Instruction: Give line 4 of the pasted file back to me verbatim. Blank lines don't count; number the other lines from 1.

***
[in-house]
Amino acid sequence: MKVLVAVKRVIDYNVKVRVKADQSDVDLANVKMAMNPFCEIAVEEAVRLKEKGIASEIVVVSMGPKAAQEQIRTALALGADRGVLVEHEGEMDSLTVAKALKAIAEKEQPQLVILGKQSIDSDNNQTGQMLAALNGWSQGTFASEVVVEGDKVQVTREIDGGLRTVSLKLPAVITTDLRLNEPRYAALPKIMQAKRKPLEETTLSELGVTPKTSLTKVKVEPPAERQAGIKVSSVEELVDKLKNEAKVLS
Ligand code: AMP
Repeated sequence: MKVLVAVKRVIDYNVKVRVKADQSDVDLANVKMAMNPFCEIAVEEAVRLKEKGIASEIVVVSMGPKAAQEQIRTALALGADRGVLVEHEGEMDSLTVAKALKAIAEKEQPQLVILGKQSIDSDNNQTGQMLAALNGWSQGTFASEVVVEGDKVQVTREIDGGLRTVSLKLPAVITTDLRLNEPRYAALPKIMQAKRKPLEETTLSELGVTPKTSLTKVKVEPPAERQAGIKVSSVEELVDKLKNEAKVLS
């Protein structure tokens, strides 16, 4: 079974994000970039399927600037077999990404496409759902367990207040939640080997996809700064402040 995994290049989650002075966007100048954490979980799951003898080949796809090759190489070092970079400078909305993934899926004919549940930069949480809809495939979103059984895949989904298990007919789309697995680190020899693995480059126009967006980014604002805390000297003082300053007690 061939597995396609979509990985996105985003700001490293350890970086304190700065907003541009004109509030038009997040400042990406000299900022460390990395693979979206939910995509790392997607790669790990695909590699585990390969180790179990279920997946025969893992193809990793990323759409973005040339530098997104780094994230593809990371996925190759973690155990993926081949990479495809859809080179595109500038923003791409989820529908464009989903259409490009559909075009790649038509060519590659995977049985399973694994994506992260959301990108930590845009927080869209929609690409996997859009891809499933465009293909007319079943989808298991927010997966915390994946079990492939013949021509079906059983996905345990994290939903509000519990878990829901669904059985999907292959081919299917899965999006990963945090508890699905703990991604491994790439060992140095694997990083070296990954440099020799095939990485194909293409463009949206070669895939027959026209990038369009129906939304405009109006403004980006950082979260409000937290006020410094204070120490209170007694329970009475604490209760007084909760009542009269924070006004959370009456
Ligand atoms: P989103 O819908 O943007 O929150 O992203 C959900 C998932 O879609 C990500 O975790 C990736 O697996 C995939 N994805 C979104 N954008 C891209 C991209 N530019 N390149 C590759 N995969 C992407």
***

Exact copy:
Repeated sequence: MKVLVAVKRVIDYNVKVRVKADQSDVDLANVKMAMNPFCEIAVEEAVRLKEKGIASEIVVVSMGPKAAQEQIRTALALGADRGVLVEHEGEMDSLTVAKALKAIAEKEQPQLVILGKQSIDSDNNQTGQMLAALNGWSQGTFASEVVVEGDKVQVTREIDGGLRTVSLKLPAVITTDLRLNEPRYAALPKIMQAKRKPLEETTLSELGVTPKTSLTKVKVEPPAERQAGIKVSSVEELVDKLKNEAKVLS